Many voices have expressed their concern over texts of the Bible that lend themselves to oppression, exclusion and sexism, violence and colonialism. There is no denying that there are many problematic passages in the Bible, but one particular instance of exclusion has been lodged in my mind for a few weeks now. It is a passage from the Holiness Code section of Leviticus (chapters 12-26) and addresses the topic of disability among priests. I am not disabled, nor do I intend to speak for persons with disabilities. It is my goal here to explore an often overlooked passage and the implications it carries through the biblical text and a way that biblical attitudes toward disability have taken on a new life today.
The Lord spoke to Moses, saying: “Speak to Aaron and say: ‘No one of your offspring throughout their generations who has a blemish may approach to offer the food of his God. For no one who has a blemish shall draw near, one who is blind or lame, or one who has a mutilated face or a limb too long, or one who has a broken foot or a broken hand, or a hunchback, or a dwarf, or a man with a blemish in his eyes or an itching disease or scabs or crushed testicles. No descendant of Aaron the priest who has a blemish shall come near to offer the Lord’s offerings by fire; since he has a blemish, he shall not come near to offer the food of his God. He may eat the food of his God, of the most holy as well as of the holy. But he shall not come near the curtain or approach the altar, because he has a blemish, that he may not profane my sanctuaries; for I am the LORD; I sanctify them. (Leviticus 21:16-23)
Amos Yong claims that is is “important to note that persons with disabilities were not barred from the priesthood or from eating the priestly meals, but only from offering the sacrifices.” He cites a rabbinic tradition that interprets the restrictions in terms of disabilities “being so obvious or as causing behavioral peculiarities such that the people are distracted from the solemnity of the liturgy. Yong goes on to claim that
…persons with physical blemishes were not only a specially segregated class in regard to the sacrificial offering, but were also subject to the laws of uncleanness . . . At best, persons with disabilities were marginalized from central aspects of ancient Israel’s social and religious activities; at worst, they were excluded altogether.
This at worst mentality is often the one that we encounter when the text introduces individuals with illnesses or disabilities. Where are these individuals? How are they portrayed? What is their demeanor? These persons who are sick or live with a disability are deemed unclean and become outcasted from the dominant community (a beautiful exception to this is 2 Samuel 9, which emphasizes the elevated status of Mephibosheth regardless of his physical condition). Generally speaking, persons with congenital diseases or disabilities were understood to be bearing the physical and visible effects of sin. The Second Testament reinforces this negative view of disability through the destitute recipients of Jesus’ healing. Forgiveness of sins and physical healing go hand in hand as outcasted and socially dislocated individuals with disabilities become restored both physically and socially. The late Nancy Eiesland points out the “sin and disability conflation” in passages like John 5:14, where Jesus is recorded as telling the just healed man not to sin anymore so that nothing worse will happen to him.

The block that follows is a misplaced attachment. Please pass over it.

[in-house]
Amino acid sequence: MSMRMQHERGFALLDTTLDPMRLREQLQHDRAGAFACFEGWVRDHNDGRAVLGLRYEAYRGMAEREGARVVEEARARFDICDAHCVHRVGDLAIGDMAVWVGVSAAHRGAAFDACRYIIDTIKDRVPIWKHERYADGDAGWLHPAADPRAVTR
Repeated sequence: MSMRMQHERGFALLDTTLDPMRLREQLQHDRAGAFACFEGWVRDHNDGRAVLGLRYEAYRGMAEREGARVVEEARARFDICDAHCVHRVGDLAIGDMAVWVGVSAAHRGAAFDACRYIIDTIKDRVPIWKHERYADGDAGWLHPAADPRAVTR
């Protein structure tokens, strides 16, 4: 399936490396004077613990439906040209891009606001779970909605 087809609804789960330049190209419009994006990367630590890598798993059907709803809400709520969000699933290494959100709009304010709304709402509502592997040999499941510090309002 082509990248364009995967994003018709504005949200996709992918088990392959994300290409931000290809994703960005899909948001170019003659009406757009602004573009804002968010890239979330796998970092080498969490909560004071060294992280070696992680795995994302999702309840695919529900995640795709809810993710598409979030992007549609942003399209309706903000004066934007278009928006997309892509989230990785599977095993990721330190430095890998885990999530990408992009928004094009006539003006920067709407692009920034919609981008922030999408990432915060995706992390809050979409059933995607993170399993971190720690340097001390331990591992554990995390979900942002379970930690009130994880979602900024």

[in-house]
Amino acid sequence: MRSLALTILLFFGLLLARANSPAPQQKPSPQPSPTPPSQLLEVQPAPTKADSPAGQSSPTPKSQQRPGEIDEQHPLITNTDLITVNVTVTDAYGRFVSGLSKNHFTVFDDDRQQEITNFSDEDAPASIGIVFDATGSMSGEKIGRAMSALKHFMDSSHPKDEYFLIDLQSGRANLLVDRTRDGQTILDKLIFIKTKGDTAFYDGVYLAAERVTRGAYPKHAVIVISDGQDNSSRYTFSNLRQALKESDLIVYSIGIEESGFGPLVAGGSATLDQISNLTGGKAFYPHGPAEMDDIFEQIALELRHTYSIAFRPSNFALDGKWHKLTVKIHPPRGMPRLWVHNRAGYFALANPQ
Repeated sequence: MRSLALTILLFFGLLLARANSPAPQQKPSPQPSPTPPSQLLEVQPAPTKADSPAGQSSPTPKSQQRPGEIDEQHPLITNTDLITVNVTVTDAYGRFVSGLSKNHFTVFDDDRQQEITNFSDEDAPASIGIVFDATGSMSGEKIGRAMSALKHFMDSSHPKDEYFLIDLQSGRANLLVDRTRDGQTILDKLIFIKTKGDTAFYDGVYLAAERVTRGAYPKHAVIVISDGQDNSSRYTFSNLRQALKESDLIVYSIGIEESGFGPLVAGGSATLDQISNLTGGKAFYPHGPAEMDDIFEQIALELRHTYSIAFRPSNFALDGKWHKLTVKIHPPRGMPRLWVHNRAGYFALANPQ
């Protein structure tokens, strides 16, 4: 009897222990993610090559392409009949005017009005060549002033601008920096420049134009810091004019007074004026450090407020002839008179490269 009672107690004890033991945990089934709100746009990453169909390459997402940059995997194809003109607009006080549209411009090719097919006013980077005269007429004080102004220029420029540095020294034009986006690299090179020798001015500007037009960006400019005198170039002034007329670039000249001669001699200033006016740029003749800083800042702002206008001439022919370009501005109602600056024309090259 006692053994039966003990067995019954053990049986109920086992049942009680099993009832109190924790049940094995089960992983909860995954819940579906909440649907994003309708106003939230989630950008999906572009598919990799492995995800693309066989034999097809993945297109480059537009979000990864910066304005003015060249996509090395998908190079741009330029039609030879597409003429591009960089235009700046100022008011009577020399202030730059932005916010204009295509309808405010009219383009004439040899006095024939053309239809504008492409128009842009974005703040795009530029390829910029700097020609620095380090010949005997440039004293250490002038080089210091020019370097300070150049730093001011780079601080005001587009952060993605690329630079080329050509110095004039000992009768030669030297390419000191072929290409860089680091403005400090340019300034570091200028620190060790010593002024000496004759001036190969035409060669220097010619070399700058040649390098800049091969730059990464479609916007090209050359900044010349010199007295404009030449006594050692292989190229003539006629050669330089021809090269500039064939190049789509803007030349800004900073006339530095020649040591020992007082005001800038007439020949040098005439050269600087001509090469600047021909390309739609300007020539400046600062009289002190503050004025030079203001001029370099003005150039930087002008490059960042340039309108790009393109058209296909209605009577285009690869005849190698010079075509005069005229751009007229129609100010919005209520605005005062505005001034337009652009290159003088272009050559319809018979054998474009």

From universal to particular, erasing normativity
Deborah Creamer states, “Some people have their disabilities from birth; others acquire them later in life. Disabilities may be attributed to accident, illness, or genetics.” In the pre-scientific context of the gospels, disability was generally attributed to personal or generational sin or disobedience. This helps to explain why Jesus is recorded as forgiving sin in conjunction with healing disability. However, in the stories of healing performed by Jesus, the themes of both pity and rejection of diversity float to the top of the text. Rather than Jesus challenging the community regarding their negative views of the other (as he does for the woman caught in adultery), he dis-otherizes the outcasts by restoring them to a state of being physically abled, or “normal”.
Does Jesus heal the ones who need it most? What does the healing of individuals say about discrimination and group exclusion? Please do not hear me–a fully abled male–saying that I do not see hope or value for persons with disabilities in the stories of healing. What I am saying is that there is more going on in the text, and other valid readings present us with problems that should not be avoided. I think a case can be made that the Jesus-following community that develops is also the community of normativity. This conclusion is one in which dominant Christianity still operates, and a conclusion that must be dismantled.
Personally, I have been strongly influenced by the work of Sallie McFague and her formulation of a theology of embodiment. Deborah Creamer puts McFague’s work into conversation with a theology of disability. If you are familiar with McFague, this may excite you, too. Creamer writes: